By Ray Stern
By Ray Stern
By New Times
By Amy Silverman
By Stephen Lemons
By Stephen Lemons
By Monica Alonzo
By Chris Parker
Scott told the attorneys that he, too, had become friendly with Johnson--"We would go out and play basketball a few times, and then we started getting together and having breakfast . . . just Kevin and I."
He said his friendship with Kim had ended months earlier for unspecified reasons. Scott said Kim hadn't told him of any sexual activity between her and Johnson until just before he went, at Kim's request, to meet with her therapist Kristan Larson.
That session occurred in late August 1996, shortly after the Phoenix police case had stalled.
"I don't even remember how [Kim] put it," Scott told Johnson's attorneys, "but they had sex, something sexually happened between them and he really screwed her up. . . . And so we [Scott and Larson] went in there and we talked. I mean, Kristan talked most of the time for [Kim], just talking about how Kevin and Kim had some sexual contact, you know, oral sex . . . and that [Kim] had a lot of problems [that] came out from that and that's why I was there, to give support for her."
The mention of "oral sex" is puzzling: Neither Larson nor Kim ever mentions it--not to the police, not in case notes, not to attorneys and not to New Times. If this were a conspiracy to falsely accuse someone, wouldn't Larson have noted the mention of oral sex somewhere, anywhere?
"I follow the thinking on that," Scott says. "I'm just saying I heard that."
Kimerer asked Scott, "Now, you didn't feel you were being sent there [to meet with Larson] to try to get Kevin Johnson or anything. Did you get that impression?"
"Once I got there."
Scott said that some time before the meeting with Larson, Kim had told him she and Johnson had engaged in sexual intercourse.
"Would you say that [Kim] is a person that you believe has a reputation for kind of stretching the truth a lot?" Kimerer asked him.
"Yes, oh yes. Very."
Larson tells New Times she's disappointed by Scott's view of Kim's veracity and of his account of the therapy session: "It's not how it happened, and I feel badly for [Kim] that he is betraying her."
In late January, the Phoenix police finally sent the case to the Maricopa County Attorney's Office for evaluation. The prosecutor assigned was Bill Amato, a member of that agency's felony sex-crimes unit. Within a few weeks, according to office spokesman Bill FitzGerald, Amato and his supervisors concluded the case against Johnson didn't cut it as a felony.
In the demand letter, Kim Adams' attorney wrote to Johnson:
"[Amato] told me that the county wanted more independent corroboration of sexual misconduct before prosecution. He simply did not think they had sufficient evidence to convict you of a felony, although he did think there was sufficient evidence to convict you of a misdemeanor for contributing to the delinquency of a minor."
However, FitzGerald says that appraisal is wrong.
"Bill [Amato] did talk to the girl's attorney," he says, "but that comment about a misdemeanor conviction is not accurate. Bill did not say whether the case was good, bad or indifferent. He didn't put a quality to it. We sent the case back to the police department, and whatever they did with it is their business."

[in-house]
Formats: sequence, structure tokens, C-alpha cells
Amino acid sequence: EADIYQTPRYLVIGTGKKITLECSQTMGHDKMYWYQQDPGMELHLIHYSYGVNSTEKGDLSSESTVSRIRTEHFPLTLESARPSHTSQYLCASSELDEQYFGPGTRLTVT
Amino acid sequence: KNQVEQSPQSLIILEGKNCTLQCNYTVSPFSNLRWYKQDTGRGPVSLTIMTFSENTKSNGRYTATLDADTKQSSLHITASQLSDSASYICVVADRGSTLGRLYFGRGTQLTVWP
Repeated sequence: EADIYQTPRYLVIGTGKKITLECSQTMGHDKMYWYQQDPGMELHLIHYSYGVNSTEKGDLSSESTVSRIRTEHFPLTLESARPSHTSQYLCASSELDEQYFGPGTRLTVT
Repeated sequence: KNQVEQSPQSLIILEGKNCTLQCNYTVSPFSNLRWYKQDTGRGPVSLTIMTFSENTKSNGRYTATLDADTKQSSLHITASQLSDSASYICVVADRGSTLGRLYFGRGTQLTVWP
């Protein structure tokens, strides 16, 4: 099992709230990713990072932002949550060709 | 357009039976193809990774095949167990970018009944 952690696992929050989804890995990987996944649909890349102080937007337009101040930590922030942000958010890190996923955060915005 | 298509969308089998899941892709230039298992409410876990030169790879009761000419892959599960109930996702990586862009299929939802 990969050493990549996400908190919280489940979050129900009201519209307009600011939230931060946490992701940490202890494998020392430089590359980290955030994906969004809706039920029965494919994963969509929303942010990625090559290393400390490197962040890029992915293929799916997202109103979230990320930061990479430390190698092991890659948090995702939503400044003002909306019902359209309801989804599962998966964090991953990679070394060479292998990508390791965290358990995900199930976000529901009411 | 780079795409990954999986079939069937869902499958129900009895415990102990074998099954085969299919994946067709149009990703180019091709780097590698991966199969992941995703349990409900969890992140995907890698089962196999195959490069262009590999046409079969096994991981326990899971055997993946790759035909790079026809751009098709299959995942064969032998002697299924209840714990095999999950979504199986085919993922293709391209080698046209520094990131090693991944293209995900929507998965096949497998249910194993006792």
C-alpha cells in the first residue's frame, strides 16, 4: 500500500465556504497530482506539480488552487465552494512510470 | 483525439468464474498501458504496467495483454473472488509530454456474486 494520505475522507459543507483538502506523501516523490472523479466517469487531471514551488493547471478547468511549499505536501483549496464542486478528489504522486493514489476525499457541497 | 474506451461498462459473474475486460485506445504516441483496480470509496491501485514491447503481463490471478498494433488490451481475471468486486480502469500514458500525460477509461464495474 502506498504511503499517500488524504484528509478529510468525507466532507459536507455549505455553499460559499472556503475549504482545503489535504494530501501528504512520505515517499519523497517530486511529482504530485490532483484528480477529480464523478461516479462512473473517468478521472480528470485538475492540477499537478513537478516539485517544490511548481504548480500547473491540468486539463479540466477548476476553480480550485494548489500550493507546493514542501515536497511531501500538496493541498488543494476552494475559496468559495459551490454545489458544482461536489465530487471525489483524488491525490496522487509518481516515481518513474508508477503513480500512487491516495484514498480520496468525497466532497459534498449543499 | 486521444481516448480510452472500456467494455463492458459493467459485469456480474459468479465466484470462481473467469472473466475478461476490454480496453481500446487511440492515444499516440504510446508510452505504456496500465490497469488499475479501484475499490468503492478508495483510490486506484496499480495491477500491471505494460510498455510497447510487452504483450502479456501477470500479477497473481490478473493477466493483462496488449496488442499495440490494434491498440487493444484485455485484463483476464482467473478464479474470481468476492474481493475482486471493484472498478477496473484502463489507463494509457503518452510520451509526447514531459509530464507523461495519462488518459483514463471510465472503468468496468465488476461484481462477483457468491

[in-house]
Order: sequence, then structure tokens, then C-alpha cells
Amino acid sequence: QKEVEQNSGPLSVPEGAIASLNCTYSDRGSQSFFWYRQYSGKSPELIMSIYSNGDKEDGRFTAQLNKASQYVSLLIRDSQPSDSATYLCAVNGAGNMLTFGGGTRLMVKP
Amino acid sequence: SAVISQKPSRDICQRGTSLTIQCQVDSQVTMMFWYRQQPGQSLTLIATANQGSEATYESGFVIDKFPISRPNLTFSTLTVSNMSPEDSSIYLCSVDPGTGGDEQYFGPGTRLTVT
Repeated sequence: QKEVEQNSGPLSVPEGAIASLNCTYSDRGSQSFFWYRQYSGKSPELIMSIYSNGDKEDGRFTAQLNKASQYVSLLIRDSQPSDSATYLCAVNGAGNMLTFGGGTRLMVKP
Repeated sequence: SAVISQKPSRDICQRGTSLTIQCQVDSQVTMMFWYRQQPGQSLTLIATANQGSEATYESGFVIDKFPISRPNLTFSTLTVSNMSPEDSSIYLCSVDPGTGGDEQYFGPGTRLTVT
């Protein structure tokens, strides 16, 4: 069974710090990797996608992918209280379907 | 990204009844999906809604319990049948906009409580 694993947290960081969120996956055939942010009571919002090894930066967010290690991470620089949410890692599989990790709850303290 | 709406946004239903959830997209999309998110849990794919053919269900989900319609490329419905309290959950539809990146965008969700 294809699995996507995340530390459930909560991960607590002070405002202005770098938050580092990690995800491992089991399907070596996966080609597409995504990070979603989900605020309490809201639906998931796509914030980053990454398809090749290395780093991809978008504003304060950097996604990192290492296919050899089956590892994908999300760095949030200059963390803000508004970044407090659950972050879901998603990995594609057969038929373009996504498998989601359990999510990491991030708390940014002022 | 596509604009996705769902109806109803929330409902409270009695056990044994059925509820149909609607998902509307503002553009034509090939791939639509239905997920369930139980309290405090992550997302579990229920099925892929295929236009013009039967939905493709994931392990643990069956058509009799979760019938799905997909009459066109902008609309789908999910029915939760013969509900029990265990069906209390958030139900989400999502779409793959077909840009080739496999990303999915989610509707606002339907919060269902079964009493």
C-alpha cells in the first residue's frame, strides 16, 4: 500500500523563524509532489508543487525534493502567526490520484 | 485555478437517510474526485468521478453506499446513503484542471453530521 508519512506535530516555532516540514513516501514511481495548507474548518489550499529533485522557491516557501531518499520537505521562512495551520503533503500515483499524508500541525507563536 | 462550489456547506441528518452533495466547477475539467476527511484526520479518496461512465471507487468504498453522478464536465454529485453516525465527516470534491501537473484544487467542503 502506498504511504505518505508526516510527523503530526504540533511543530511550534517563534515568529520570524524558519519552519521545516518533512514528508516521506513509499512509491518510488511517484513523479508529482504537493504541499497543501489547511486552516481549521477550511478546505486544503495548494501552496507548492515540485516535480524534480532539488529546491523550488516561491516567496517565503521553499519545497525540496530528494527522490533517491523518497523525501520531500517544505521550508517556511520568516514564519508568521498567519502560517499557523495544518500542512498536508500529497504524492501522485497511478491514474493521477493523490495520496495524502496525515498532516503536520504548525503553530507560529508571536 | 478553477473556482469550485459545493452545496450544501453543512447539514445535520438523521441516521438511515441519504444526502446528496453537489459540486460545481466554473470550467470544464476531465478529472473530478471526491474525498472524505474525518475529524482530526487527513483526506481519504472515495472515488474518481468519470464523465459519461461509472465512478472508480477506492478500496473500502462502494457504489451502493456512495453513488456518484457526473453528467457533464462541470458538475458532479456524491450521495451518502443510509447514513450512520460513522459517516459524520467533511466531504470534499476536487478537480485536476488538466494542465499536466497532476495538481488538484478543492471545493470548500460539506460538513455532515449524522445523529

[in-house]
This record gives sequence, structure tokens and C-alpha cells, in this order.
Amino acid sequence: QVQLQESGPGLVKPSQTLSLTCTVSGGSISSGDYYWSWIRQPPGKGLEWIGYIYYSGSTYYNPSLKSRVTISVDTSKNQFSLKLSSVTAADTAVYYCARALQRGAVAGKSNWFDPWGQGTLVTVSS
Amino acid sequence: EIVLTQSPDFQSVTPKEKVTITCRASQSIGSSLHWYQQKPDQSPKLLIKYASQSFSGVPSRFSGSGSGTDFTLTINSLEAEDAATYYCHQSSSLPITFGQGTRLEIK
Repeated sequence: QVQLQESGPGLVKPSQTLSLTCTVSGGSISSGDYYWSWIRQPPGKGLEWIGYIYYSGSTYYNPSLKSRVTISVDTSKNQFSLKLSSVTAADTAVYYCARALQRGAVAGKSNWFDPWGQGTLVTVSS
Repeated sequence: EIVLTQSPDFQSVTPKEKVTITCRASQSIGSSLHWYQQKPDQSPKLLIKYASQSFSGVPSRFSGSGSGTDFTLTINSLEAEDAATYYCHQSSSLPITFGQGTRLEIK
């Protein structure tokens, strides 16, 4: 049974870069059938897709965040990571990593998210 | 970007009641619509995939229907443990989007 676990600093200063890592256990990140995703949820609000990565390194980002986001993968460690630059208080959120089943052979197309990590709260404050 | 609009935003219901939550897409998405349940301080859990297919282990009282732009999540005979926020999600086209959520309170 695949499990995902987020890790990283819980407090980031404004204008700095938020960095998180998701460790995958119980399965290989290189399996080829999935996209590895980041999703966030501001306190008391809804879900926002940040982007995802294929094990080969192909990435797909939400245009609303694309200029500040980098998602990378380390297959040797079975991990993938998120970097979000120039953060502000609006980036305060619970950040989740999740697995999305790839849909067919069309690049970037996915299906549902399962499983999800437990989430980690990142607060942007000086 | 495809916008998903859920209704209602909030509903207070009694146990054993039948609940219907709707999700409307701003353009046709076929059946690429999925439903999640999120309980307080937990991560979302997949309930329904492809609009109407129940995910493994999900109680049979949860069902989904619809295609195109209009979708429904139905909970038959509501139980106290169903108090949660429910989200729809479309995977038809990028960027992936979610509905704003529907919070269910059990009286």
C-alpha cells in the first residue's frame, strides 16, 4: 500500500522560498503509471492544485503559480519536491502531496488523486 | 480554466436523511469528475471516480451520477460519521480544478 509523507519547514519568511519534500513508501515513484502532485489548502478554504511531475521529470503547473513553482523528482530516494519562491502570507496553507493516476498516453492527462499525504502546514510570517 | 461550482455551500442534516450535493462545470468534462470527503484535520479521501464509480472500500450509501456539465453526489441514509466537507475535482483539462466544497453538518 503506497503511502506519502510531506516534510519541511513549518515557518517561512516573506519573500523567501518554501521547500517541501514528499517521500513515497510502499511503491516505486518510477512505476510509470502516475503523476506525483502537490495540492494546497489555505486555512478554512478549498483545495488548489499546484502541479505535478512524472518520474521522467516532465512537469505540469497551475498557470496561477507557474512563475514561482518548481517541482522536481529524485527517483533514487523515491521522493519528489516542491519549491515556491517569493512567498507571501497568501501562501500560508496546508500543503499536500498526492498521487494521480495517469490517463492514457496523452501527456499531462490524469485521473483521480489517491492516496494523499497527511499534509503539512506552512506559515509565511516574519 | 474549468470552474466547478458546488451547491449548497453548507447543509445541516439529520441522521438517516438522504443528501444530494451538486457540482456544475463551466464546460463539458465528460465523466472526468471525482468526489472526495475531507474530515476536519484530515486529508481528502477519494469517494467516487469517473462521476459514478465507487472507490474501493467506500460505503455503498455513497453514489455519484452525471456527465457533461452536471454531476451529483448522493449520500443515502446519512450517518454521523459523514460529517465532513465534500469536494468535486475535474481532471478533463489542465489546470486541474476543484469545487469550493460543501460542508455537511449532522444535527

Phoenix sex-crimes sergeant Russ Wilson says his agency did send the case to the City of Phoenix Prosecutor's Office for consideration as a misdemeanor. Wilson says city prosecutors also decided not to file charges.
If Kevin Johnson sticks to his pledge and retires from the NBA, he'll have left behind a ton of memories for Phoenix Suns fans--nearly all of them pleasant.
In the not-too-distant future, his number 7 certainly will join other luminaries hanging from the rafters at America West Arena.
Long after the recent Seattle series is forgotten, true-blue fans will recall KJ's gravity-defying dunk over Hakeem Olajuwon, the hundreds of Houdinilike assists to Tom Chambers, Charles Barkley, Dan Majerle and dozens of other teammates, his 21 consecutive free throws in the heartbreaking Game 7 loss in 1994-95 to Houston, his herculean effort in the famed triple-overtime game against the Chicago Bulls in the 1993 NBA Finals.
Now, Johnson faces another huge challenge--in the court of public opinion.
Fred Hiestand wants the public to know that his client is a normal guy who hasn't done anything wrong:
"I can say that he's a healthy, red-blooded, American male, and he hopes to find the right wife and settle down," Hiestand says. "There are lots of women who are [adults] who are sending him their photos, tape recordings and letters. . . . If he was interested in any kind of sexual action, he had a lot more attractive offers than [Kim]."
Hiestand says Kim's allegations "put a damper on" all the good things Johnson has done. "Up to now, everything had worked out well for Kevin," he says. "Now, everybody's going to be looking with a jaundiced eye. He's going to have to make changes in his lifestyle.
". . . In the future, what he should probably do is have every kid screened by a psychologist, and if they look like they're deeply disturbed, [he] shouldn't help them," Hiestand concludes.
New Times spoke briefly with Kim Adams last week--she came to the office with her therapist, Kristan Larson.
"All you have to do is to tell me the truth," a reporter told her.
"I am telling the truth," she replied. "Even if it hurts.